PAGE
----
- A reduction in noise of 70 decibels
- A reduction of 75% on the CAEP / 6 standard for NO emissions
- A reduction of 70% gasoline consumption
- The aircraft must be able to operate within a Metroplex
The wing box configuration is based on Prandtl ?? s principle of 'best wing system. Under this system produces a closed rectangular wing configuration the smallest induced drag for a predetermined span and height to span ratio. According to studies, the induced drag only 43% of that of a conventional airfoil, however this is dependent on the h / w ratio. Another advantage out savings on gasoline consumption, it follows from this is that the plane a shorter runway and a shorter runway needs.
A problem of the wing box configuration is the fact that there is a difference on the produced lift of the front and the rear due to the down wash of the front wing. This difference increases with increasing the angle of attack. The rear wing will create less lift so that more weight will fall on the front wing. This can be solved by setting a different angle of attack for both wings and thus trimming with the whole wing. However, this will affect the performances of the device.
Another 'problem' of the wing box configuration is the fact that the lift coefficient for the minimum amount of light is much higher in this type of aircraft than for a conventional aircraft having the same properties. Since both have the same weight and the same cruising speed, the lift will also be the same for both aircraft. The formula to calculate lift we can conclude that the wing box at higher altitudes will have cruising. This can cause problems for shorter flights and can cause adverse ecological impacts.
The wing-like design of the body thus provides increased lift to drag ratio resulting in lower operating costs, according to some sources, the use of gasoline can even drop to -50%. Further, it is also possible to build units with a much greater capacity to passengers or cargo. So think of a Boeing BWB design for a passenger capacity of 800 people, this is almost double that of a Boeing 747-800. As a result, the number of planes can be reduced at an airport, because there are fewer operations are required to provide the same number of passengers.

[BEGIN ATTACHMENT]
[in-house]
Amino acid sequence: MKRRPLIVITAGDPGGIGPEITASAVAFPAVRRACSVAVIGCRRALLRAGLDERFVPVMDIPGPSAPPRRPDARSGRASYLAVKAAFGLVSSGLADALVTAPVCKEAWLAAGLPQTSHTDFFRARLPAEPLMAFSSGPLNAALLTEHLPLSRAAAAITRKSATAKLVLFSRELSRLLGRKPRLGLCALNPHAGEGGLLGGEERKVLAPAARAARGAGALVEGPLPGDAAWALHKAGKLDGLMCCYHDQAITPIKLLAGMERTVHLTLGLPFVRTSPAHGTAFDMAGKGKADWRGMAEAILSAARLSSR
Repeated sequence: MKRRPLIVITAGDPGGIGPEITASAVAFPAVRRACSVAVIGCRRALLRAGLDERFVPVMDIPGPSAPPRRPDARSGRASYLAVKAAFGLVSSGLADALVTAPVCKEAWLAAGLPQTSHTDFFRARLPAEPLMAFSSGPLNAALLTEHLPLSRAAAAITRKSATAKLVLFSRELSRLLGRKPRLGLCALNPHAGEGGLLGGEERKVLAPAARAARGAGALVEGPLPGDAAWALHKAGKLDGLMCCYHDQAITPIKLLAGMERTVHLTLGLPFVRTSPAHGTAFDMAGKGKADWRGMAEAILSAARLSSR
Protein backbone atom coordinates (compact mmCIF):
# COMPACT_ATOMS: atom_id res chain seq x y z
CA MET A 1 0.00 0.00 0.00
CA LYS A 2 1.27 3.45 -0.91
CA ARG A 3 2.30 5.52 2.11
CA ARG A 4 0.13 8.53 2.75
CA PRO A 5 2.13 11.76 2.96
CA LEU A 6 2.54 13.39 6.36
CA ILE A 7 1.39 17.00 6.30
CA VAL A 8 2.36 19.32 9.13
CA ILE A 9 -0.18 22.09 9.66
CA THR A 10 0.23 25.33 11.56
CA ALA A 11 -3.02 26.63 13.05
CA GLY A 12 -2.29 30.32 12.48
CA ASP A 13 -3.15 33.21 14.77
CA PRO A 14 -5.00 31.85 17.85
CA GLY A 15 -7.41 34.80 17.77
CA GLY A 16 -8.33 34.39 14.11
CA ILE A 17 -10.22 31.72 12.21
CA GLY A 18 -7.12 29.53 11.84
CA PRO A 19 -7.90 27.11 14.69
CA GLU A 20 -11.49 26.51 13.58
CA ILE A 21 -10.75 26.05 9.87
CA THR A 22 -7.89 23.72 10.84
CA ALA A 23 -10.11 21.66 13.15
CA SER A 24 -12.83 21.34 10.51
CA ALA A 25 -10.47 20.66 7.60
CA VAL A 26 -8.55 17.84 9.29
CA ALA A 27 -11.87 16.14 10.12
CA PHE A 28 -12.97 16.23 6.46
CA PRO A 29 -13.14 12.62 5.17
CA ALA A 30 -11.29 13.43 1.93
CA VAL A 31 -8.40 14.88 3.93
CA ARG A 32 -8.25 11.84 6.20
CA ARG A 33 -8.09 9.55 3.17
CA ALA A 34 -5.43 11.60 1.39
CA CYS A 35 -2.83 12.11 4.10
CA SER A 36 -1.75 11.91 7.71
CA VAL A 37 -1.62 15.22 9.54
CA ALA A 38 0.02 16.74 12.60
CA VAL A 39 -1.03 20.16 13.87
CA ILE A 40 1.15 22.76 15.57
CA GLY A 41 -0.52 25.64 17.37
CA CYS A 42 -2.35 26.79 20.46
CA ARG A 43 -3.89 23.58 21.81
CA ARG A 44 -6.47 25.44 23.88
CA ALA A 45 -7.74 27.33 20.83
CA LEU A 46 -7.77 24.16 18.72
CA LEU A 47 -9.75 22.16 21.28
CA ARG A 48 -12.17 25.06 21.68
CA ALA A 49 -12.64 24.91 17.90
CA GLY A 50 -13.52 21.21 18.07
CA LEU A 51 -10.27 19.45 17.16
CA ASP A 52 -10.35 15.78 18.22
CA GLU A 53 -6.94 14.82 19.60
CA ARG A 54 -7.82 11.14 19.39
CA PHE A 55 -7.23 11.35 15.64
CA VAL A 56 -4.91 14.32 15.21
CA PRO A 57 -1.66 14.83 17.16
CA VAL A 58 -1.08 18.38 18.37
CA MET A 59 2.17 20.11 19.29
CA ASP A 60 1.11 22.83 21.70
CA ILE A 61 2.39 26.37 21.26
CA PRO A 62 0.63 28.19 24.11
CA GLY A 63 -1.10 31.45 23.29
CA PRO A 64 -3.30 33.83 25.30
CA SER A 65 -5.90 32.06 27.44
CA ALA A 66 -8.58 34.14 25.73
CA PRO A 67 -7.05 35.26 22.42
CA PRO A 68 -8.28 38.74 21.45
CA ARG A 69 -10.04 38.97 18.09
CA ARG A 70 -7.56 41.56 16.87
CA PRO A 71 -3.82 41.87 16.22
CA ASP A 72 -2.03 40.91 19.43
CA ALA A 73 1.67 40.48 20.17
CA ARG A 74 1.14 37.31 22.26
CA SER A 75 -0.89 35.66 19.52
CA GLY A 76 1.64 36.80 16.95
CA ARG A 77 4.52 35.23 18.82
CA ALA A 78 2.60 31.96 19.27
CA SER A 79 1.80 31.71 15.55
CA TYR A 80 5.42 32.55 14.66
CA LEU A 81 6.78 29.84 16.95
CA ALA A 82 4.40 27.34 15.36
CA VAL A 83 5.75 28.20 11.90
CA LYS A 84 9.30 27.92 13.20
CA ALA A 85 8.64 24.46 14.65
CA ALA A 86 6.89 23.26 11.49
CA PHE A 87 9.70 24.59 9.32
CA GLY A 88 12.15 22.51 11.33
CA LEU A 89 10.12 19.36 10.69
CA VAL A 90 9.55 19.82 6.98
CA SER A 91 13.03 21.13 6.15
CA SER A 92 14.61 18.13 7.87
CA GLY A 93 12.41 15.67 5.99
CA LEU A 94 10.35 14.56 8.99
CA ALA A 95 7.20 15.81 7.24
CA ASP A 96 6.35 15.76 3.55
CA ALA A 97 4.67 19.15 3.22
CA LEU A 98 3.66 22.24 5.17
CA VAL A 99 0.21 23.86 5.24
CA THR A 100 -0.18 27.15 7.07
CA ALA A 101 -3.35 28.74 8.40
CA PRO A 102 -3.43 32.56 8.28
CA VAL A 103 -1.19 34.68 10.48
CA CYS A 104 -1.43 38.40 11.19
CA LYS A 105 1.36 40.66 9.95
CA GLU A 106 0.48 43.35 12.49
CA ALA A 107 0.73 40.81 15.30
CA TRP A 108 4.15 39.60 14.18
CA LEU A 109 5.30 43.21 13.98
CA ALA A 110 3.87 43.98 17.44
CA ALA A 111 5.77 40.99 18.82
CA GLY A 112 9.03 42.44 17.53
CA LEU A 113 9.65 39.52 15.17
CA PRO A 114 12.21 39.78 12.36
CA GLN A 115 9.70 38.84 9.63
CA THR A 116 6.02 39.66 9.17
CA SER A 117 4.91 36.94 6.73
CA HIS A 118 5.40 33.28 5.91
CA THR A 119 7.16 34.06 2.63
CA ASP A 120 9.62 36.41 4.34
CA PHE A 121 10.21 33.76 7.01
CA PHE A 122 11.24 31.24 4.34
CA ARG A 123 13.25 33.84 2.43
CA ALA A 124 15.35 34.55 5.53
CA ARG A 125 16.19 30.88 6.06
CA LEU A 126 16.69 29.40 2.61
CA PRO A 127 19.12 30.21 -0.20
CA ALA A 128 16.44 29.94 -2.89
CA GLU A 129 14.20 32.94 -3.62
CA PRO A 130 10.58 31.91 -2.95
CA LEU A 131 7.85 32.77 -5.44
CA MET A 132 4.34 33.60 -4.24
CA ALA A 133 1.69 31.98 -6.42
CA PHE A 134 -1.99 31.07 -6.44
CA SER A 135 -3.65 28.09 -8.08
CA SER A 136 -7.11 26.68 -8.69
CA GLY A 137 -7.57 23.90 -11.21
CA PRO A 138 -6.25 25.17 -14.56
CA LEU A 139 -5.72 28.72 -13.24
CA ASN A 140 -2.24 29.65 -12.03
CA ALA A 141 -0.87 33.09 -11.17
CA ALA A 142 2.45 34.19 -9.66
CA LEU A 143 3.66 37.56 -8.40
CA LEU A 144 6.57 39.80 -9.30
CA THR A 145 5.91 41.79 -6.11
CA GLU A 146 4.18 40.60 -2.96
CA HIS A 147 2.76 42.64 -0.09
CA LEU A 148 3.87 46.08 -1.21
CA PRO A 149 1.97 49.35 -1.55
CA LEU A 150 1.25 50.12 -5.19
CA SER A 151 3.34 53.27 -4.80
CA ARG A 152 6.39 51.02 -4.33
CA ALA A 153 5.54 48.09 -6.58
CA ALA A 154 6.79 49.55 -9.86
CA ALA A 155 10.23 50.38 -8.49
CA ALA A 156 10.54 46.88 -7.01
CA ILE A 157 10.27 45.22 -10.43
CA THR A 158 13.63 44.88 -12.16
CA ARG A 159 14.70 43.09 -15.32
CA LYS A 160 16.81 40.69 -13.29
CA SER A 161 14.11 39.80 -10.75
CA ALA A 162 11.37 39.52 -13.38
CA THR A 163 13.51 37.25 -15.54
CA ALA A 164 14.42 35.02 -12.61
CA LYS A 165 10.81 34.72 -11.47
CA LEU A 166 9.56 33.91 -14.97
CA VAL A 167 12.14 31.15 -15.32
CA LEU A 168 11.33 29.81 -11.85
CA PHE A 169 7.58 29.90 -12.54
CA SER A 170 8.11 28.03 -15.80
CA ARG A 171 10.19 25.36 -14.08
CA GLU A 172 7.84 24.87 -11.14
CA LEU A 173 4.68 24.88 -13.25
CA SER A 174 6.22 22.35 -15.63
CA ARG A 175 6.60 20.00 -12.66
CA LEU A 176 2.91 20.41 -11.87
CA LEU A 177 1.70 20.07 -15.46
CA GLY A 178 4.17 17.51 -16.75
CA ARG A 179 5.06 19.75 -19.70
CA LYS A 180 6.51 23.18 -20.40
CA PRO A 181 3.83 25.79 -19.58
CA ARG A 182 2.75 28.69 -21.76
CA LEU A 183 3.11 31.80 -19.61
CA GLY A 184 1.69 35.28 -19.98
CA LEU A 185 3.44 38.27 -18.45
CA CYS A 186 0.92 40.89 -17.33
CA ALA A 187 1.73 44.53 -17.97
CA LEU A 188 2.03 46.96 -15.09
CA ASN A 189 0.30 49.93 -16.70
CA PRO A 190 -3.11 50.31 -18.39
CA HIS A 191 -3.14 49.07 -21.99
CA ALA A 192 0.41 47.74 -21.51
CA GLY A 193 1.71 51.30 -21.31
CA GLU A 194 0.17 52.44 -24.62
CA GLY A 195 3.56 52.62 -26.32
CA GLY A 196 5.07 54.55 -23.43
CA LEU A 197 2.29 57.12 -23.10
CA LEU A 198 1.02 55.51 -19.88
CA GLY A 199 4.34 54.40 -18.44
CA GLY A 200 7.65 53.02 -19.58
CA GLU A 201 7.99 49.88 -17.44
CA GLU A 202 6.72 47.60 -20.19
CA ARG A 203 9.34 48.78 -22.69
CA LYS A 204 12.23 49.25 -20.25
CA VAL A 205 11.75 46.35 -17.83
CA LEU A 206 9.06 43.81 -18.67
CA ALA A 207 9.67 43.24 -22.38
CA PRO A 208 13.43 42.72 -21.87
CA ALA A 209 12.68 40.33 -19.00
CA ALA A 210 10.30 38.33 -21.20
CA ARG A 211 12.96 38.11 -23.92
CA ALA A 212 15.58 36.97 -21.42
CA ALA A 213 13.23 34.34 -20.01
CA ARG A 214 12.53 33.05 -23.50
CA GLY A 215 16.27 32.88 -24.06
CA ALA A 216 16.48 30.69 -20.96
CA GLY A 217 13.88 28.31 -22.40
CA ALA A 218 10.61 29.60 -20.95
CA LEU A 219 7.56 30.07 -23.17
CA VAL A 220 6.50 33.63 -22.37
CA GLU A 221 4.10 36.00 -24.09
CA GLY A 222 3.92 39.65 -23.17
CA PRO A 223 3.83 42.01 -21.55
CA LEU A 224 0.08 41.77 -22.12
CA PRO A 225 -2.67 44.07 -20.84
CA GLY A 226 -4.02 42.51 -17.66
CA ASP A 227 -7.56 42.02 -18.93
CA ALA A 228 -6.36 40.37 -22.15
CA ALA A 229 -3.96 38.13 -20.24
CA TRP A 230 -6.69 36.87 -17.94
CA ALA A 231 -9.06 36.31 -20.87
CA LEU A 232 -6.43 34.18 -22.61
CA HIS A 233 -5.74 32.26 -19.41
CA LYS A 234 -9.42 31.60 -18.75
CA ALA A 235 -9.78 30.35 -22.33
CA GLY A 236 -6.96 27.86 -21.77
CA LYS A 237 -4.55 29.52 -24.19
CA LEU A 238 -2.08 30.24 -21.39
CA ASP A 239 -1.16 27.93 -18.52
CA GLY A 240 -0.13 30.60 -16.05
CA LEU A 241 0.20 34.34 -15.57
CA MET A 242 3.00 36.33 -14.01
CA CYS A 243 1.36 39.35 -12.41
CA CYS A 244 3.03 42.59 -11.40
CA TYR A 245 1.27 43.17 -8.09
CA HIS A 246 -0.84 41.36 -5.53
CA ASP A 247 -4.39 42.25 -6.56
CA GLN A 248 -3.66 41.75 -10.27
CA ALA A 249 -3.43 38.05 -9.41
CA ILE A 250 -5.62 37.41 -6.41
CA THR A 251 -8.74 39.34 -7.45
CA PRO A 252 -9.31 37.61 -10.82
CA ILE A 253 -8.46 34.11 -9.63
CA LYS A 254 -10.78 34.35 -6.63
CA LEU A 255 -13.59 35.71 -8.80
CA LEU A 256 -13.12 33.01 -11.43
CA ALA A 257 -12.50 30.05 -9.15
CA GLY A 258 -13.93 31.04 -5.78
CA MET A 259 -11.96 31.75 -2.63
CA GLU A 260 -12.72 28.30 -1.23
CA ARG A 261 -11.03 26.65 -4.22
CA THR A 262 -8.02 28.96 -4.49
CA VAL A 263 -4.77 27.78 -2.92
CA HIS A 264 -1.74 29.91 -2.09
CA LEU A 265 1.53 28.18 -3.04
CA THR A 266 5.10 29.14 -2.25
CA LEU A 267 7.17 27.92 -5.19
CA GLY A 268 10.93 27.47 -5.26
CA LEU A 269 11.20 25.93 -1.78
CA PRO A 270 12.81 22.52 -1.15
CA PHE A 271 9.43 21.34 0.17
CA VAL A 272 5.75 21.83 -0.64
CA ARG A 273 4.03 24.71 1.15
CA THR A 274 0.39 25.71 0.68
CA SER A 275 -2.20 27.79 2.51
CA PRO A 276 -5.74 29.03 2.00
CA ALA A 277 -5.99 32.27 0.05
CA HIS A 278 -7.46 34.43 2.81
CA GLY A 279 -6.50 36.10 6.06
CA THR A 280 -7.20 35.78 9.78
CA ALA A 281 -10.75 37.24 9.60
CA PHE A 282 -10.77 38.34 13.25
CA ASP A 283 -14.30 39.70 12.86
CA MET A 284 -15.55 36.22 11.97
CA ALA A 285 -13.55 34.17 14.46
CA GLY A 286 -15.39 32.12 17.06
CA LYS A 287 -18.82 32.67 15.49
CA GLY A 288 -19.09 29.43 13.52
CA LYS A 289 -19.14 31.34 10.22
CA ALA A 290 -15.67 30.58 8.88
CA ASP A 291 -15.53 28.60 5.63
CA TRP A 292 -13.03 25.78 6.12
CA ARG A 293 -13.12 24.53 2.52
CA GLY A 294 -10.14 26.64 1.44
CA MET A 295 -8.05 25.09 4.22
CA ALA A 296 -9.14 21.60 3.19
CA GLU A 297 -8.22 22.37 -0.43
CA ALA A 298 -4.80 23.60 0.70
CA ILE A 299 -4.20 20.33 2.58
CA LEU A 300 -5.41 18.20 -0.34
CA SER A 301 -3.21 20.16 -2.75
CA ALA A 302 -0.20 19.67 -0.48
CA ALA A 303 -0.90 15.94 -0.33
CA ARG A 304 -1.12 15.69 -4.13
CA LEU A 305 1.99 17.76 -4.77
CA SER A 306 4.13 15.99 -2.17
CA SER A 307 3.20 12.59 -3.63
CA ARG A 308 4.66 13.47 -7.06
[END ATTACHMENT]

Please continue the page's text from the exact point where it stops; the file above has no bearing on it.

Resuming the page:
Some problems that should happen at this concept still occur. Such as the fact that it is very difficult to make a structural design that is not a tube or sphere, and yet is strong enough to be able to withstand the pressure at high altitudes. Furthermore, there is also the problem of the large taper ratio so that the danger of a stall is much greater during the landing and take-off with this device than in a conventional aircraft.
The concept of the D8 has some major differences from a conventional aircraft. To begin with, makes it either double-aisle design for an extra lift, which is created by the fuselage. This has the result that the wings can be reduced in size. The nose of this design also creates an upward effect trim so that the tail can be reduced even further since the downward pitching effect of the aircraft now partially compensated.
Subsequently, the wings of this concept 'unswept', ie they are in a near right angle to the fuselage, making the Mach number decreases unfortunately from 0.8 to 0.73. But this type of wings does have a higher aspect ratio which reduces the drag coefficient and increases the lift coefficient. Also, because the engines are now located on the back of the fuselage and hence to some extent to use the boundary layer of the fuselage as incoming air, this part of the carrier can already be neglected.
Finally, the horizontal and vertical tail wing, respectively, 28% smaller and 27% lighter and 50% smaller and 70% percent lighter. Since the motors are smaller determines the yaw-effect of these engines do not lower the size of the vertical tail plane, and as already explained, the trim nose upward effect of the nose, the reason for the smaller horizontal tail plane.